This article was published on June 22, 2012

Twitter explains its “turbulence” from today in-depth, and it wasn’t due to an attack

Twitter explains its “turbulence” from today in-depth, and it wasn’t due to an attack

As we reported earlier, Twitter had some serious problems today, going down for over an hour and then back up and down over the next few. The company didn’t provide much of a reason for this, other than it was a “cascading bug”, but the company had more to say now that the issues are behind them.

It appears that once Twitter thought it had everything under control, the wheels came off again. I noted earlier that the Status page said that everything was fixed, but was quickly removed in place of an “in progress” message.

Here’s what Twitter’s VP of Engineering, Mazen Rawashdeh, had to say about its issues, and offers Twitter’s “sincere apologies”:

Not how we wanted today to go. At approximately 9:00am PDT, we discovered that Twitter was inaccessible for all web users, and mobile clients were not showing new Tweets. We immediately began to investigate the issue and found that there was a cascading bug in one of our infrastructure components. This wasn’t due to a hack or our new office or Euro 2012 or GIF avatars, as some have speculated today. A “cascading bug” is a bug with an effect that isn’t confined to a particular software element, but rather its effect “cascades” into other elements as well. One of the characteristics of such a bug is that it can have a significant impact on all users, worldwide, which was the case today. As soon as we discovered it, we took corrective actions, which included rolling back to a previous stable version of Twitter.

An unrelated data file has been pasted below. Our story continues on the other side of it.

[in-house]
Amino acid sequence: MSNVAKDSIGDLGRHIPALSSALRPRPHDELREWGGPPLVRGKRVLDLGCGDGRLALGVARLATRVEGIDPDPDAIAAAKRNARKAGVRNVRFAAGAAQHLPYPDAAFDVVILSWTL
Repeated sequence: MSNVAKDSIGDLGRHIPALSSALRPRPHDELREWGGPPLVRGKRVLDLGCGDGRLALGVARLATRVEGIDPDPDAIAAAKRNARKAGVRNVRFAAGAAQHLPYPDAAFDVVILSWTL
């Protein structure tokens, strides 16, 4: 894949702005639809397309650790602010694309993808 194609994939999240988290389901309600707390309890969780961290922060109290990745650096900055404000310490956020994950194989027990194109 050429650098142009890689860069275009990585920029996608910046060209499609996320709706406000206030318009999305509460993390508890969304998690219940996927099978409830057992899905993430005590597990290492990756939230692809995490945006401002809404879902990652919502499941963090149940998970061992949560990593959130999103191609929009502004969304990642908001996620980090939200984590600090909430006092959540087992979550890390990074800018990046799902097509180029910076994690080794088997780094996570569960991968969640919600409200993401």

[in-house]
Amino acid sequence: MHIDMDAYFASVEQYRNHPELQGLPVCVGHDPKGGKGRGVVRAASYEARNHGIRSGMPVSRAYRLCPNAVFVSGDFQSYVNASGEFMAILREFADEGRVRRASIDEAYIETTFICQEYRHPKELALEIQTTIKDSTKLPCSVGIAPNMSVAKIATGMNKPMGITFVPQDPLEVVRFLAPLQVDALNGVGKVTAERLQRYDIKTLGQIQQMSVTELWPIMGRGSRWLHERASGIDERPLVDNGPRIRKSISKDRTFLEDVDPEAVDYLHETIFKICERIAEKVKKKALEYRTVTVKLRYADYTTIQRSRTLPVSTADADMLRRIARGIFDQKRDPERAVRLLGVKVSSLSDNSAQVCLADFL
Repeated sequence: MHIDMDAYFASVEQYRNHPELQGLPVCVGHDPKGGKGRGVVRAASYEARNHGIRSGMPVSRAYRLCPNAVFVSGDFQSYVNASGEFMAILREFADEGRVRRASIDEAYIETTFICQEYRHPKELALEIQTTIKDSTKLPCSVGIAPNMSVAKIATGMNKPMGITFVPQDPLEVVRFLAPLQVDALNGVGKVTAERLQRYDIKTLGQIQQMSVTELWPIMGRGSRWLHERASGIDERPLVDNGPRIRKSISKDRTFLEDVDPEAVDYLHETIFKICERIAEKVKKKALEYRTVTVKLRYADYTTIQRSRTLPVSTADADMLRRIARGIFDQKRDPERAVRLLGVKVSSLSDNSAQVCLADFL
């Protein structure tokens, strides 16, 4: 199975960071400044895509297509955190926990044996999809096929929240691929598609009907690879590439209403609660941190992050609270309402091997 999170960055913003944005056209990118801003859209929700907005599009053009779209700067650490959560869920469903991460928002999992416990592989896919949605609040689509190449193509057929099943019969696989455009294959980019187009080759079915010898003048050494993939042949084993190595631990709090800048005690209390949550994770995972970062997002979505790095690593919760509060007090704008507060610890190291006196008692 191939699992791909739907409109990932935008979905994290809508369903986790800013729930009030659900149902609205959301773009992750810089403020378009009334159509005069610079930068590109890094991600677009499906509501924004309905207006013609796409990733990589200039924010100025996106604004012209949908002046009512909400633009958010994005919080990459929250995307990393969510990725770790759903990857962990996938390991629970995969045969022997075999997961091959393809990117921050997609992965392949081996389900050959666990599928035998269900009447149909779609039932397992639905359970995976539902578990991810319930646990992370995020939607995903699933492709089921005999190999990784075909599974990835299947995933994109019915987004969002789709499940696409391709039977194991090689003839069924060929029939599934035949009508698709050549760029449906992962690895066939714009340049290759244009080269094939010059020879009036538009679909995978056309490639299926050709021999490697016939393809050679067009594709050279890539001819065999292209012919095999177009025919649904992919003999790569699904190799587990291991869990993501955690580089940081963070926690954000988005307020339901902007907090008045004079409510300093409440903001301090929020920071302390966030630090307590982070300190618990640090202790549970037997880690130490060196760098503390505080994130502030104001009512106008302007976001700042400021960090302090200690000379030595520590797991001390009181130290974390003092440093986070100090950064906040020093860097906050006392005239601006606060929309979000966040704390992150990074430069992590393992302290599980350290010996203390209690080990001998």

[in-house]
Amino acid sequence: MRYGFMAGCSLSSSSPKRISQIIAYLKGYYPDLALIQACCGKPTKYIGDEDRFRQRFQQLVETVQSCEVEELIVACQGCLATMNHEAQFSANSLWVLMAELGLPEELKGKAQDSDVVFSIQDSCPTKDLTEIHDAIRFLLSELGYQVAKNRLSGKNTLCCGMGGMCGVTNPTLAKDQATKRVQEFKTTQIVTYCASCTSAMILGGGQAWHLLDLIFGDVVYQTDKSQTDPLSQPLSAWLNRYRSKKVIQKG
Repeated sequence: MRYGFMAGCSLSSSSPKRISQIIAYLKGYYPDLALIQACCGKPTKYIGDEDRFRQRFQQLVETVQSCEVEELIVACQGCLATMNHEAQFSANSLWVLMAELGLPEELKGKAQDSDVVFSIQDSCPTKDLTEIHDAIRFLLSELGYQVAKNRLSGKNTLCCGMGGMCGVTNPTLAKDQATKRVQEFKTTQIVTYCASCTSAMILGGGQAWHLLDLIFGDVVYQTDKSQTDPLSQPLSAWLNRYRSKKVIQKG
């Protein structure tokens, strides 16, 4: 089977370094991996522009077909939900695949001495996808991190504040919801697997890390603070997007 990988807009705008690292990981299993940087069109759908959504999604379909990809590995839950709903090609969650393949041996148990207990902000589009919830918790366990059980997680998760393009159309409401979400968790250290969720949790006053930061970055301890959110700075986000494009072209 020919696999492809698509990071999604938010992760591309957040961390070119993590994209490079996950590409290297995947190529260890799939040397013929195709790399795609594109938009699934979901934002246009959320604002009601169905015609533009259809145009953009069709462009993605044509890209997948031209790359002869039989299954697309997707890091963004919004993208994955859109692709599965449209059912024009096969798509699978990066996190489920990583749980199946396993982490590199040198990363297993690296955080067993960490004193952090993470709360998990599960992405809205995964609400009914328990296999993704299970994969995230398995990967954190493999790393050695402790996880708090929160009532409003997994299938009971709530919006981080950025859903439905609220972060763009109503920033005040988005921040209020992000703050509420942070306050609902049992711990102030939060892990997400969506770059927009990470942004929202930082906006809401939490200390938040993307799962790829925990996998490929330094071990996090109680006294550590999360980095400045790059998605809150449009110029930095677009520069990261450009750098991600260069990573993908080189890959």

We began recovery at around 10:10am PDT, dropped again around 10:40am PDT, and then began full recovery at 11:08am PDT. We are currently conducting a comprehensive review to ensure that we can avoid this chain of events in the future.

For the past six months, we’ve enjoyed our highest marks for site reliability and stability ever: at least 99.96% and often 99.99%. In simpler terms, this means that in an average 24-hour period, has been stable and available to everyone for roughly 23 hours, 59 minutes and 40-ish seconds. Not today though.

We know how critical Twitter has become for you — for many of us. Every day, we bring people closer to their heroes, causes, political movements, and much more. One user, Arghya Roychowdhury, put it this way:

It’s imperative that we remain available around the world, and today we stumbled. For that we offer our most sincere apologies and hope you’ll be able to breathe easier now.

As the company states, the service has sported a 99.96%+ uptime in the past few months, but when it comes to a utility of this importance, it’s not how often it goes down, it’s how long it’s down. This is a real-time product, and when a real-time product goes down, it’s a real big deal.

Having said that, this level of transparency from someone with a lot of responsibility within the company is appreciated, and it’s something that shouldn’t be lost on all of us that use Twitter.

Image: Tashmahal via Flickr